Smith Prominence in Buddhist Studies Continues to Rise
by Eric Goldscheider
A conference on Buddhism in Mongolia held on campus this spring was more than an opportunity for academics to share learning and insights. It was a first: never before have scholars formally gathered outside of Asia to discuss this topic.
That it happened at Smith is not surprising, given the reputation the college has gained for being a vital center for Buddhist studies.
How did Smith gain this leading reputation? According to Jamie Hubbard, professor of religion and the Yehan Numata Lecturer in Buddhist Studies, the answer lies, in large part, in a series of faculty appointments—not only in the religion department but also in philosophy, art history and anthropology—that converged into a special strength in Buddhism. In the 30–some years since the appointment of Taitestu Unno, Jill Ker Conway Professor Emeritus of Religion and East Asian Studies, this strength has reinforced itself to the point where Smith attracts students and visiting scholars based on the resources it offers and its reputation in the field.
When you factor in faculty from the Five College consortium in the Pioneer Valley who study Buddhism, you find one of the largest concentrations of scholars of Buddhist studies in the U.S. and a collection of talent unrivaled by any large university in the country. What's more, the consortium offers a certificate in Buddhist studies, which Hubbard hopes will soon be elevated to the status of a major. Each semester students pursuing study in this field can choose from more than a dozen approved interdisciplinary courses that count toward the certificate.
Last year Stanford University launched an annual series titled Buddhist Studies @, which each spring brings in the faculty from an "important center of Buddhist Studies" to give lectures spread out over the semester. The first featured institution was Tokyo University. The second was Smith, with lectures this year by Hubbard; his colleagues in the Department of Religion, Peter Gregory, Jill Ker Conway Professor of Religion and East Asian Studies, and Andy Rotman, associate professor of religion; as well as Jay Garfield, Doris Silbert Professor of Philosophy.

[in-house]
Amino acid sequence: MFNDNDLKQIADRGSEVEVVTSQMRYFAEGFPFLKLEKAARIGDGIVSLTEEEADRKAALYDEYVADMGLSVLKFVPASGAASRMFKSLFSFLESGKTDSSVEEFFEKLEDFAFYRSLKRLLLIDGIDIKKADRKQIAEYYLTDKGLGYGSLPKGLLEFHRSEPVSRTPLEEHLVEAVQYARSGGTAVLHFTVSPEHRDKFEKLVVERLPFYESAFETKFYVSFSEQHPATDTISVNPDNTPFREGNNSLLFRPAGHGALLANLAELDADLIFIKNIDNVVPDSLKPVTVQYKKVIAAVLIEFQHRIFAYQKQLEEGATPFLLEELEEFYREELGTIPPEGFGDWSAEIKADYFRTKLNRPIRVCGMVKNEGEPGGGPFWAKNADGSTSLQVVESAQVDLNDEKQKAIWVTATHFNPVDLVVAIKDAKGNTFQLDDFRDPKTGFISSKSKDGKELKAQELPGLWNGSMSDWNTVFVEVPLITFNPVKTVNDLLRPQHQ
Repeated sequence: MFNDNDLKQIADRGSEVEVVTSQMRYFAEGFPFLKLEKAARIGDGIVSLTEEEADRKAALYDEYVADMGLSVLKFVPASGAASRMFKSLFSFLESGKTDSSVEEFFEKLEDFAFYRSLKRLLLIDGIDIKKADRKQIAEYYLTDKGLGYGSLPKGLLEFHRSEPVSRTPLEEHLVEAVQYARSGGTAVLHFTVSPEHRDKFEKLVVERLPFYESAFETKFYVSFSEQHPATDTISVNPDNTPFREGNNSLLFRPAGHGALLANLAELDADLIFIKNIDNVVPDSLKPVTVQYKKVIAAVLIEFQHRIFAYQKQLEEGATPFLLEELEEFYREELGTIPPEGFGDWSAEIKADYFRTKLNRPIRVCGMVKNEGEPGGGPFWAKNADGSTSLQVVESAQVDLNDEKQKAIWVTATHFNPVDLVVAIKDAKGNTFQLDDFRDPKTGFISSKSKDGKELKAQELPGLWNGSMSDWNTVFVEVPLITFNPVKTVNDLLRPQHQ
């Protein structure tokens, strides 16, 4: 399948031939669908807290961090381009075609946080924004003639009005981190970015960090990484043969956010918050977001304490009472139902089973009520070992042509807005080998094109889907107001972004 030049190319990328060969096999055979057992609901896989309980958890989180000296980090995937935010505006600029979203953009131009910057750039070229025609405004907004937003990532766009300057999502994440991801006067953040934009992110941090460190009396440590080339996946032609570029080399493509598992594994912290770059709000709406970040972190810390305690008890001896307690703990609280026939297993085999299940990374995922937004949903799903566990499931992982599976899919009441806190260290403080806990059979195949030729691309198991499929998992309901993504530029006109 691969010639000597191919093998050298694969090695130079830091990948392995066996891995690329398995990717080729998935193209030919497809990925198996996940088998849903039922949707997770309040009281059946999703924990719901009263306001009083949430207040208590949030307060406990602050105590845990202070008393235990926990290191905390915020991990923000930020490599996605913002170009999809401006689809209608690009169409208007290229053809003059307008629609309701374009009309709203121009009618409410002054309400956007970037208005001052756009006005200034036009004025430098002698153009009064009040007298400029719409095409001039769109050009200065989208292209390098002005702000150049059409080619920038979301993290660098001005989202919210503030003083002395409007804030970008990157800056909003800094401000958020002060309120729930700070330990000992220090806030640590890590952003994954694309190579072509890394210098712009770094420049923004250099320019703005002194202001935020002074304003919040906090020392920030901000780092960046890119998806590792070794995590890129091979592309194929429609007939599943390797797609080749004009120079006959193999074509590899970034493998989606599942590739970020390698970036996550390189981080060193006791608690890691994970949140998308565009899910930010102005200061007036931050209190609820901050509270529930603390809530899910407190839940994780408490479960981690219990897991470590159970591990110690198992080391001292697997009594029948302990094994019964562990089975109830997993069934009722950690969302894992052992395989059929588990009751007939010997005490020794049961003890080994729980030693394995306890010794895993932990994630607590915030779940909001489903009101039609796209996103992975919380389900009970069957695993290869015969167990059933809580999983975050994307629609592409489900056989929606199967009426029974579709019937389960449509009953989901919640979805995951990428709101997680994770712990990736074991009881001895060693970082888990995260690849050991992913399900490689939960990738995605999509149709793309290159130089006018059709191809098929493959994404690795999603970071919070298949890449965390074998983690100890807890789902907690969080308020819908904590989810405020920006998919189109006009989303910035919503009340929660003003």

Stanford professor Paul Harrison, who helped organize the series, said in an interview that "Smith has an unusually high concentration of well–known faculty, so for that reason it is on the map.... It was a natural choice when we looked around North America at the programs we might feature."
According to Hubbard, the reputation Smith has gained in Buddhist studies "reflects the growing importance of Asia generally in our curriculum."
Aside from being home to a number of highly distinguished faculty, Smith has one of the largest library collections for scholarship in this field. "We have Buddhist scriptures in every single language," said Hubbard. "We have tens of thousands of Buddhist slides and images as well as a significant film collection... the resources we have here are quite amazing." Also, the Pioneer Valley is home to almost 50 Buddhist organizations, and Smith regularly arranges events to draw them into campus life.
Smith has hosted His Holiness the Dalai Lama, the leader of Tibetan Buddhists, twice, in 1988 and most recently in 2007. His visits have included public events as well as opportunities for students and faculty to meet with him in small group settings.
The recent Buddhism in Mongolia conference attracted scholars to talk about history, art and contemporary issues in a country that has seen a rebirth of religion since the end of Soviet domination. Two monks, Arjia Rinpoche, a prominent Tibetan lama of Mongolian decent who is now based in the United States, and Lama Kabchupa Kuntu Zangpo, the head of an important monastery in Mongolia, came for the conference as well as Gonchig Ganbold, the consul general from the Mongolian embassy in Washington, D.C.
In introducing Ganbold, Smith Associate Provost and Dean for Academic Development John Davis, said, "We hope this conference will open up international dialogue about the process of Buddhist revival in Mongolia in particular and the process of cultural revival in general."
Mikaela Mroczynski, a Smith senior who studied in Mongolia last year, gave a presentation on Tsam—a sacred Buddhist ritual dance introduced from Tibet in the 19th century—as a vehicle for building Mongolian Buddhism and Mongolian national identity in the post–Soviet era.
While she was in Mongolia, Mroczynski discovered the prominence
Smith enjoys in this field. "When I did interviews or when I did work for the Mongolian
Arts Council, people would say, 'oh yes we know of the Tibetan studies program at Smith
College,'" recalled Mroczynski. "People in Mongolia already had Smith on the
radar as an important place for Buddhist studies."